Two designs for collet finger 18 outside diameter have been provided and successfully used. FIG. 7 shows a collet member 16 having fingers 18 with at least two circular outer teeth 18a, which serve to dig into a sleeve or tube inner surface and thereby provide a firm connection between the tool and the sleeve or tube being pulled. FIG. 8 shows an alternative collet member 16 with a heavily knurled cylindrical outer surface 18b on the collet fingers 18, which provides a good frictional connection between the tool and a sleeve or tube being pulled. This knurled design for the outer surface of collet fingers 18 is the preferred collet configuration, because it is less likely to yield a sleeve in hoop tension and provides more than adequate pulling capability.
This invention will be more fully described by the use of the following example, which should not be construed as limiting in scope.
A tube puller tool assembly is constructed including a hydraulic cylinder actuator and guide cylinder unit having substantially equal outside diameter and rigidly attached to the actuator forward end. A mandrel having a tapered outer surface and a stop surface is attached to the piston rod outer end by screw threads. A collet member having a rear flanged portion and 6-12 expandable fingers provided at a forward end portion surrounds the piston rod and tapered mandrel, with a compression spring provided between the piston rod and collet member.
Some important parameters of the tube puller tool assembly are as follows:
______________________________________Actuator cylinder outside diameter, in. 3.5Guide cylinder outside diameter, in. 3.5Tool overall length extended, in. 30Collet flange outer diameter, in. 3.0Collet length, in. 8.0Number of collet expandable fingers 10Collet axial movement, in. 1.15Mandrel taper, deg. 10Spring axial load, pounds 100-160Max. hydraulic pressure required, psig 1000______________________________________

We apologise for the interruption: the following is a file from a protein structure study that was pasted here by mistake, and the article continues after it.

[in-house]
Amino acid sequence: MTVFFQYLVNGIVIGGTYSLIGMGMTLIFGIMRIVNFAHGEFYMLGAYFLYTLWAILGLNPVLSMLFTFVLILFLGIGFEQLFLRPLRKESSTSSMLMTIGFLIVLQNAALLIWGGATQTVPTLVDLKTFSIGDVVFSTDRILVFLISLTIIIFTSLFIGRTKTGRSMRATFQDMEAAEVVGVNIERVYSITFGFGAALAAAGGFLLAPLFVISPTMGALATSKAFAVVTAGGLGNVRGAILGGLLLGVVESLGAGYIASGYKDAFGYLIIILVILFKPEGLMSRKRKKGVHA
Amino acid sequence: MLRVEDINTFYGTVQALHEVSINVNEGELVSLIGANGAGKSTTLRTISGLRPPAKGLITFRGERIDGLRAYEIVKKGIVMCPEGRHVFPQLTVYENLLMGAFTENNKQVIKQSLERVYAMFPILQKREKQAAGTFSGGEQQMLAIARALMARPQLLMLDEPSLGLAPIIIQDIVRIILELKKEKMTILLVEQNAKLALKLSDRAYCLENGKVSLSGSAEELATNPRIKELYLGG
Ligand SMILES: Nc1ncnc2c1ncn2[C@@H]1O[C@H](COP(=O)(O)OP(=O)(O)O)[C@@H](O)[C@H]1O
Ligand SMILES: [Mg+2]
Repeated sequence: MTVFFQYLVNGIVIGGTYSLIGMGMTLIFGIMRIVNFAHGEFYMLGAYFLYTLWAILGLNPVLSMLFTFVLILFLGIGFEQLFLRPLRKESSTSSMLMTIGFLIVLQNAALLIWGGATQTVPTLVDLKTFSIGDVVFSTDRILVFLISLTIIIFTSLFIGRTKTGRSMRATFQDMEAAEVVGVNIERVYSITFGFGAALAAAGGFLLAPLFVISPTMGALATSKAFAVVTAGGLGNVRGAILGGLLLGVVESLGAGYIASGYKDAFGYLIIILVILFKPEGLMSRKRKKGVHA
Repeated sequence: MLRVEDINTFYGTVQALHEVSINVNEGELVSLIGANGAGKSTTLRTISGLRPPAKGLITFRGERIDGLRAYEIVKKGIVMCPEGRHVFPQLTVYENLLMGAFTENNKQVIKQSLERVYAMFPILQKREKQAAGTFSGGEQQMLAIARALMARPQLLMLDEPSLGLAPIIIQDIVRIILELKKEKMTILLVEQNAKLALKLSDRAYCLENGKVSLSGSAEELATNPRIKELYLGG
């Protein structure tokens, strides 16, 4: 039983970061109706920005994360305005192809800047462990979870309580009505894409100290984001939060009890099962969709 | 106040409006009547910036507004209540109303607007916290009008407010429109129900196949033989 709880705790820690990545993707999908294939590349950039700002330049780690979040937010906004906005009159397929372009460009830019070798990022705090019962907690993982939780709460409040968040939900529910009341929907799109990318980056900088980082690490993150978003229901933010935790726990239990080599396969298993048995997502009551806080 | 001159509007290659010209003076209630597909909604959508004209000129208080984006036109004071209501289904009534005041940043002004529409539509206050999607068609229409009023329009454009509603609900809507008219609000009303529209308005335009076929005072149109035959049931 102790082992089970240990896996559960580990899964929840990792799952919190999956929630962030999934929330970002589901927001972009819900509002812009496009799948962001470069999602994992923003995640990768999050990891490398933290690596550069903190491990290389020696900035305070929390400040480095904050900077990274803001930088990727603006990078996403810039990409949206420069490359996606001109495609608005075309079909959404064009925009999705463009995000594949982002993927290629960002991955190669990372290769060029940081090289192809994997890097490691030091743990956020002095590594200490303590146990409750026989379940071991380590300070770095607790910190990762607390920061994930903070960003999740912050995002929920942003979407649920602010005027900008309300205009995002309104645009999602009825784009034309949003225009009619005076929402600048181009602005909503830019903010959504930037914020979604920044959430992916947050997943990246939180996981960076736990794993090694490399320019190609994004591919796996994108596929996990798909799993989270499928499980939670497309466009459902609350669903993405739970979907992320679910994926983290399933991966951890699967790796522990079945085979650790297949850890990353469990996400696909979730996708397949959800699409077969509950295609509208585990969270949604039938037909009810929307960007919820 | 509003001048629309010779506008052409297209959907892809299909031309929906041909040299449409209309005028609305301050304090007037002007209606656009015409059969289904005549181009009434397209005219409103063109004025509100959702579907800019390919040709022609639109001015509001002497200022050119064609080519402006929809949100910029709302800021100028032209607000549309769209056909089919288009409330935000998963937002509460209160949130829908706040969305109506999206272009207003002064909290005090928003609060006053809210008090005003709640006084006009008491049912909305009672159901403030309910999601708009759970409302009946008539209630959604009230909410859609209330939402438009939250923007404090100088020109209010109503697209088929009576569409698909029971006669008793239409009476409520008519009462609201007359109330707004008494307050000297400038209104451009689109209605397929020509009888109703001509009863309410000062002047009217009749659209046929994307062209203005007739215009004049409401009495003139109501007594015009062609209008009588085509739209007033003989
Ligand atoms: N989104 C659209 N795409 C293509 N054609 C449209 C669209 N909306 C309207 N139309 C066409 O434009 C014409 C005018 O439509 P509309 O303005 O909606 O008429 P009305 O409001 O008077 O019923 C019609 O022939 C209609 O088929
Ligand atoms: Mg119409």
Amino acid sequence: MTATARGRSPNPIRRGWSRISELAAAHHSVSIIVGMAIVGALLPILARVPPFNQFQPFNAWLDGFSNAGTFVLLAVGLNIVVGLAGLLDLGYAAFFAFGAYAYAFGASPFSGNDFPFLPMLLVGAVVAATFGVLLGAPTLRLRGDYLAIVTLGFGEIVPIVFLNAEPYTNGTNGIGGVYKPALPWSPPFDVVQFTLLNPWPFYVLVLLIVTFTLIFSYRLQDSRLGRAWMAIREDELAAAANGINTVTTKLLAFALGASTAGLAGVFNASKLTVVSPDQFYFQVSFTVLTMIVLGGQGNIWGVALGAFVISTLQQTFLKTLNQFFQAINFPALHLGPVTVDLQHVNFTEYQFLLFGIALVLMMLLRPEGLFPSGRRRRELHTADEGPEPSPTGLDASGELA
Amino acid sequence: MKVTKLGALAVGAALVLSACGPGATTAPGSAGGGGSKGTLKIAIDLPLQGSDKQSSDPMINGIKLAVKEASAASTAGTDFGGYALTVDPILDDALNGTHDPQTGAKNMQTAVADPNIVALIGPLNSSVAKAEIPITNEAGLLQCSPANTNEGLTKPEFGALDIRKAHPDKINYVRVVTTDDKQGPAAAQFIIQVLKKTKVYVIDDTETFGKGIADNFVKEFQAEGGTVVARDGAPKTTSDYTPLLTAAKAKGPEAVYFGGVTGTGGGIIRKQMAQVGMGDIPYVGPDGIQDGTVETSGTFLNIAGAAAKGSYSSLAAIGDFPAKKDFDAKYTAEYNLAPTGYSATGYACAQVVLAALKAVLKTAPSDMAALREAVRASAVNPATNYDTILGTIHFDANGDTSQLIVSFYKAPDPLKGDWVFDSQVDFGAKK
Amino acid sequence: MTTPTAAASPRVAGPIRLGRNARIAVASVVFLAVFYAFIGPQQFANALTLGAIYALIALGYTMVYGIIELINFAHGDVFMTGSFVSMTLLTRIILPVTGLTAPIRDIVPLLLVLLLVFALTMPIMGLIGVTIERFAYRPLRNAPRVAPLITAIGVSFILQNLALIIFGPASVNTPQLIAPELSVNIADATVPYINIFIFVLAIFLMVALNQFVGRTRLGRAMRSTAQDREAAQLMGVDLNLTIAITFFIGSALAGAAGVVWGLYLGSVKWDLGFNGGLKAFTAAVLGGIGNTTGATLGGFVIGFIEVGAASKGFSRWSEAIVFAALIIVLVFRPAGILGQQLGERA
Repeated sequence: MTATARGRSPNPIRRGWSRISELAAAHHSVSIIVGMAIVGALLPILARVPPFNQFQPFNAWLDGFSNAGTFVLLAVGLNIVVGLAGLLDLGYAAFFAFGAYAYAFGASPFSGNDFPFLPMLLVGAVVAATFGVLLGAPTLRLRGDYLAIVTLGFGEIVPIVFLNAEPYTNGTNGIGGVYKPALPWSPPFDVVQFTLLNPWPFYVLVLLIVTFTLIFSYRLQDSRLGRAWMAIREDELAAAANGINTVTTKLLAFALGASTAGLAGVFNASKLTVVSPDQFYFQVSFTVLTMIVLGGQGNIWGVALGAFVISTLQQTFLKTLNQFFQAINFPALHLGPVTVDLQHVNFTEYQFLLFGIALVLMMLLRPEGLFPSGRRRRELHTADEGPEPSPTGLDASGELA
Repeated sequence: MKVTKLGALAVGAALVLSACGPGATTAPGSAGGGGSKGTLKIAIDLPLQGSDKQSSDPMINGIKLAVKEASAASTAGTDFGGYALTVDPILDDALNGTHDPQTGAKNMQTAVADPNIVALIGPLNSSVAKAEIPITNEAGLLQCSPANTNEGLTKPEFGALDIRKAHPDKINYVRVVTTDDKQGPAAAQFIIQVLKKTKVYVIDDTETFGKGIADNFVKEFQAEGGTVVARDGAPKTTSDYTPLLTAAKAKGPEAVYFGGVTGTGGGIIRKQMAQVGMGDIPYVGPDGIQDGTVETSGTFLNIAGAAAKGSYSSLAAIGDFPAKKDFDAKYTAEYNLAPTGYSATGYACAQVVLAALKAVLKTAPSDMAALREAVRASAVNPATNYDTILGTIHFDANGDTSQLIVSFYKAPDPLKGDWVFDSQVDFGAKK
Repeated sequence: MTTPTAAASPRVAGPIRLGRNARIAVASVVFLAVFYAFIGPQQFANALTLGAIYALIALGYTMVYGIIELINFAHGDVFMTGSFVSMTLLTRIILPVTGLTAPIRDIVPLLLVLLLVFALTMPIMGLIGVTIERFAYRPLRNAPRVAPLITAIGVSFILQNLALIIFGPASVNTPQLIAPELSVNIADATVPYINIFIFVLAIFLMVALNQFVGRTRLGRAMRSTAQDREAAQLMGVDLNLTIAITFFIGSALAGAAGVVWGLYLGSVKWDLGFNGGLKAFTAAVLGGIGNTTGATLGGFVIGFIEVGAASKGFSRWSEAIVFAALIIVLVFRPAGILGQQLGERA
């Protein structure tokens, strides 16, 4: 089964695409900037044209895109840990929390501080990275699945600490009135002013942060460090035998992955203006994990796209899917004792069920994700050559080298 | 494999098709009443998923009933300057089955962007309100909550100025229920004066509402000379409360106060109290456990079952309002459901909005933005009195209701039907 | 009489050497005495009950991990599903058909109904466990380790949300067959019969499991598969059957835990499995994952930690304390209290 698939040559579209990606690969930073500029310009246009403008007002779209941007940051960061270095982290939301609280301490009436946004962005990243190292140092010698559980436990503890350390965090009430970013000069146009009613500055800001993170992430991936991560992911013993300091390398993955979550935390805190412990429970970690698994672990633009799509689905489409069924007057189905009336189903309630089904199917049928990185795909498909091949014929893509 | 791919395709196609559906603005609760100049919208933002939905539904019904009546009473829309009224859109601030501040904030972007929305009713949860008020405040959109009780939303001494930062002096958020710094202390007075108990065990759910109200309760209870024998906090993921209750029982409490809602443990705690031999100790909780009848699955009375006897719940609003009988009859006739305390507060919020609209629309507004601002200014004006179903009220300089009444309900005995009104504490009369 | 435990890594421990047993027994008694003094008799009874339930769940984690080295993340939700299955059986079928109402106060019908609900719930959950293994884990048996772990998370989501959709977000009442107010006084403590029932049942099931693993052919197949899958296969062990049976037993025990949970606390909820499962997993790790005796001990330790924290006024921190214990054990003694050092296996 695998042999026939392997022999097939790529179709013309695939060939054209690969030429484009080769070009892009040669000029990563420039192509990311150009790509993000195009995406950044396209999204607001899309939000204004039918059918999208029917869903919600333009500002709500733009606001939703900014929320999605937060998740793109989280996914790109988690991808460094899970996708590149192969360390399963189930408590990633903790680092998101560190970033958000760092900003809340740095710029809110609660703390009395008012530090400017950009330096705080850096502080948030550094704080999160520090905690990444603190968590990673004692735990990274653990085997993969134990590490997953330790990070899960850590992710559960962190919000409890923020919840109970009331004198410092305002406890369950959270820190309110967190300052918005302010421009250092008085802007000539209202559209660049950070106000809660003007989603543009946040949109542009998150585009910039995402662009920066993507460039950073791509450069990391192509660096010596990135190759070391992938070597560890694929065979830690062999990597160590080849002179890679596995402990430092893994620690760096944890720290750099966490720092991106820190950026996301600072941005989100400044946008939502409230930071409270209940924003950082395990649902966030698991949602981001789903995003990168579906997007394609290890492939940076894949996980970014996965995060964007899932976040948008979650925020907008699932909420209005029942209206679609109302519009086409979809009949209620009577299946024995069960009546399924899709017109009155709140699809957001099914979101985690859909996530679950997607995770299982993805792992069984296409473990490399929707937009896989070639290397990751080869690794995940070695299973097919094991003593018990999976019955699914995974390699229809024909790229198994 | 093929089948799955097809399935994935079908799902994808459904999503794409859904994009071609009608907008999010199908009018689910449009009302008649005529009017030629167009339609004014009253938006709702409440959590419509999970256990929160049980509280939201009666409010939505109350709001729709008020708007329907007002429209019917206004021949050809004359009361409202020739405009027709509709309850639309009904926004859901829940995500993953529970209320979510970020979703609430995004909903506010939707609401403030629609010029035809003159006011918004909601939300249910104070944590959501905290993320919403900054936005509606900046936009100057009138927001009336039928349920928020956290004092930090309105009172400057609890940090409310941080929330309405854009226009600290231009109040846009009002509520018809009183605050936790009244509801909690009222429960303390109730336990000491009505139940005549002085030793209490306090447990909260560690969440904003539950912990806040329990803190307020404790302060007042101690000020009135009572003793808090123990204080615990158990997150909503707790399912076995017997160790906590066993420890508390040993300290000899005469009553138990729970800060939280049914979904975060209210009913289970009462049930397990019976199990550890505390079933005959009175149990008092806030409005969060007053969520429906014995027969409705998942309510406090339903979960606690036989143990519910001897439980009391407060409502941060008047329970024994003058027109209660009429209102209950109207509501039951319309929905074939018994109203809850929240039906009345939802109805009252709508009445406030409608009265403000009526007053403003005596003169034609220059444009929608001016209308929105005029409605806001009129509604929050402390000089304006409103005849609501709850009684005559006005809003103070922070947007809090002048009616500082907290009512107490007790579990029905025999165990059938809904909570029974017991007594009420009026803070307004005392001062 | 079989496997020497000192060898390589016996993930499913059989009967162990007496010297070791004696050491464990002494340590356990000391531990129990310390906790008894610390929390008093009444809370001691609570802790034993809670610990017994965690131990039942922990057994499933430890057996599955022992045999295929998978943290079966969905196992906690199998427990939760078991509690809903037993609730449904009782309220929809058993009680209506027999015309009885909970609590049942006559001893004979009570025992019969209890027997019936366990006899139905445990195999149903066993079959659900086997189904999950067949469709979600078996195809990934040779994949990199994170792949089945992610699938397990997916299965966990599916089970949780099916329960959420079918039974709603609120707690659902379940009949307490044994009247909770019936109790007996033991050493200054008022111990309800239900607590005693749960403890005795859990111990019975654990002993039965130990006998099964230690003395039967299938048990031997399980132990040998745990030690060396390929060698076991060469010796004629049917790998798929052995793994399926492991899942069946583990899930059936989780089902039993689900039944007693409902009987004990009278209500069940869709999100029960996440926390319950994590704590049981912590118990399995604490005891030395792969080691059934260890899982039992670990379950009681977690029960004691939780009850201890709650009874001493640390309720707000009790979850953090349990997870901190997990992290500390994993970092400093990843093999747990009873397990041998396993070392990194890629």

Although this invention has been described broadly and in terms of a preferred embodiment, it will be understood that modification and variations can be made all as defined by the following claims.
|Cited Patent||Filing date||Publication date||Applicant||Title|
|US3369287 *||Apr 20, 1967||Feb 20, 1968||Raymond E. Brochetti||Tube puller|
|US3507028 *||Jul 13, 1967||Apr 21, 1970||Nooter Corp||Hydraulic tube puller|
|US3742186 *||Jul 19, 1971||Jun 26, 1973||Lockheed Aircraft Corp||Improvement in a grappling device|
|US3835520 *||Sep 10, 1973||Sep 17, 1974||Harris R||Tube pulling apparatus|
|US4208061 *||Dec 1, 1978||Jun 17, 1980||Morawski London T||Chuck with retractable stop|
|US4214362 *||Nov 13, 1978||Jul 29, 1980||Production Engineering Research Association Of Great Britain||Gripping means|
|US4369569 *||Jun 6, 1981||Jan 25, 1983||Armstrong & Sons||Tube-pulling apparatus|
|US4679315 *||Jan 6, 1986||Jul 14, 1987||Combustion Engineering, Inc.||Hydraulic tube plug remover|
|US4793056 *||Apr 20, 1987||Dec 27, 1988||Mitsubishi Jukogyo Kabushiki Kaisha||Plug removal apparatus|
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|Citing Patent||Filing date||Publication date||Applicant||Title|
|US5621966 *||Oct 27, 1994||Apr 22, 1997||Kvenvold; Charles J.||Tube puller for heat exchangers|
|US5988719 *||Mar 5, 1998||Nov 23, 1999||Aeroquip-Vickers, Inc.||Internal pipe pulling device|
|US7146716||Jun 8, 2004||Dec 12, 2006||Babcock & Wilcox Canada Ltd.||External tube extraction device with a cylindrical collapsing wedge|
|US7168143||Jun 30, 2004||Jan 30, 2007||Babcock & Wilcox Canada Ltd.||External tube deforming extraction device|
|US7194800||Jun 7, 2004||Mar 27, 2007||Babcick & Wilcox Canada, Ltd.||Internal tube extracting device with a cylindrical collapsing wedge|
|US7305756||Apr 22, 2004||Dec 11, 2007||Barcock & Wilcox Canada Ltd.||Tube extracting device|
|US9278440 *||Apr 1, 2014||Mar 8, 2016||Antonelli T. Aron||Bushing removal device|
|US20050235486 *||Apr 22, 2004||Oct 27, 2005||Regan Daniel E||Tube extracting device|
|US20050268451 *||Jun 7, 2004||Dec 8, 2005||Gray Luke G||Internal tube extracting device with a cylindrical collapsing wedge|
|US20050268452 *||Jun 8, 2004||Dec 8, 2005||Gray Luke G||External tube extraction device with a cylindrical collapsing wedge|
|US20060000074 *||Jun 30, 2004||Jan 5, 2006||Gray Luke G||External tube deforming extraction device|
|US20070001360 *||Jul 16, 2004||Jan 4, 2007||Yosuke Haruna||Clamp device|
|US20150273673 *||Apr 1, 2014||Oct 1, 2015||Antonelli T. Aron||Bushing Removal Device|
|U.S. Classification||29/726, 269/48.1|
|International Classification||B25B9/00, B23P19/02, B25B27/06|
|Cooperative Classification||Y10T29/53113, B25B9/00, B23P19/025, B25B27/064|
|European Classification||B23P19/02C, B25B9/00, B25B27/06C|
|Mar 9, 1992||AS||Assignment|
Owner name: FOSTER WHEELER ENERGY CORPORATION, NEW JERSEY
Free format text: ASSIGNMENT OF ASSIGNORS INTEREST.;ASSIGNOR:RABE, GEORGE B.;REEL/FRAME:006035/0682
Effective date: 19920219
|Jul 16, 1996||REMI||Maintenance fee reminder mailed|
|Dec 8, 1996||LAPS||Lapse for failure to pay maintenance fees|
|Feb 18, 1997||FP||Expired due to failure to pay maintenance fee|
Effective date: 19961211